Martin Findlay’s glass is half full.
As the KPMG’s head of Aberdeen approaches his retirement from a 31-year career, Mr Findlay is in a reflective mood.
When the Aberdeen University graduate started professional life, the mainstream accountancy firms were counted as the “big eight” before these were reduced by decades of mergers and acquisitions.
When he reaches his final day at the end of April, he leaves KPMG, now dubbed one of the “big four”, as the industry continues to face the rise of artificial intelligence, not to mention ongoing regulatory concerns over auditors’ roles in the wake of collapsed companies from Enron to HBoS to Carillion.
He noted his arrival in the profession came in “very different times”.
His dad was a driver and a handy man and he recalls how a partner openly queried whether Mr Findlay would “cope” due to his perceived working-class background.
“We have come a long way from attitudes of the time,” he says.
He qualified as a chartered accountant in 1990 and joined KPMG in 1992, becoming senior partner for the Aberdeen office in 2016.
He’s known for bringing his dry humour into the office and is a fan of April Fools gags – although he remined tight lipped on his favourites.
He insisted: “I am a serious person. Tax people have to be serious – clients pay for serious sober business advice. But there are plenty of opportunities to have fun.”
The firm moved from Albyn Place to Marischal Square having just picked up the keys to the new office in April 2020 – just in time for the lockdowns. As soon as he could, he was back in the office encouraging – but not forcing – staff to return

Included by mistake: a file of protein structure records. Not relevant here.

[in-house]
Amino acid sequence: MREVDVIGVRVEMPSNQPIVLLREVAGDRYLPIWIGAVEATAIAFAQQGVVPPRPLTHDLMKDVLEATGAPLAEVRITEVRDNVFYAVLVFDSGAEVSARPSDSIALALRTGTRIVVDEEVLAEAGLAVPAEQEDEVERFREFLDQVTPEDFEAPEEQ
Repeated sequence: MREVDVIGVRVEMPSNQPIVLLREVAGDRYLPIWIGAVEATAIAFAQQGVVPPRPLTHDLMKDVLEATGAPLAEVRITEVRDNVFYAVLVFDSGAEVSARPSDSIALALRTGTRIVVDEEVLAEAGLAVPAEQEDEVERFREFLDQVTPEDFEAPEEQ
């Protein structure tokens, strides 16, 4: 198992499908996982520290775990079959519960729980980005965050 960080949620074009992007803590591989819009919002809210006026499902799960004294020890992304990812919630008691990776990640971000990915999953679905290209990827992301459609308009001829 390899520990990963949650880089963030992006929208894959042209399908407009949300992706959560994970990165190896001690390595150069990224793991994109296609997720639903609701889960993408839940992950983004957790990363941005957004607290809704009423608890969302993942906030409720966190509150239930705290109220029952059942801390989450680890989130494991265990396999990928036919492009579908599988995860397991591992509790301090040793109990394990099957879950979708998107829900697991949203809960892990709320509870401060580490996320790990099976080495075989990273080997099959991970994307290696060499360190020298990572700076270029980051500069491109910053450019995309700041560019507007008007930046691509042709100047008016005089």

“I worked hard to get the balance right – advocating the benefits while making sure my communications were carefully worded. We weren’t allowed to compel people to come in – we are still giving people a choice.”
People giving up “WFH” has been like a “snowball” he said and KPMG Aberdeen has topped the league tables amongst the firm’s offices for footfall per head during lockdowns.
“But we have now got a lot of people coming in because they realise it’s actually fun to be in.”
He says the first thing he’s going to do once he hands back his work laptop is take some time off before he commits to the next stage of his life. “31 years is a long time to be doing the same thing,” he comments.
He will certainly look to “add value” somehow – perhaps joining business leader Bob Keiller and the Aberdeen and Grampian Chamber of Commerce’s campaign to clean up Union Street.
“Whether I will find myself over there with a scrubbing brush to personally clean the buildings like Bob Keiller seemed to be alluding he might personally be doing,” he mused.
“If there’s a photo op to be had I’d get my kneeling pads and my wire brush.”
But he also warns about the dangers of empty slogans in the place of action and plans.
“These things need to actually be done,” he said. “There’s a lot of talk about what the city needs to do, the Shire needs to do. What we need to do to capture energy transition.
“It is just words unless stuff actually happens.
“I’ve been around long enough to know the difference between slogans and delivering.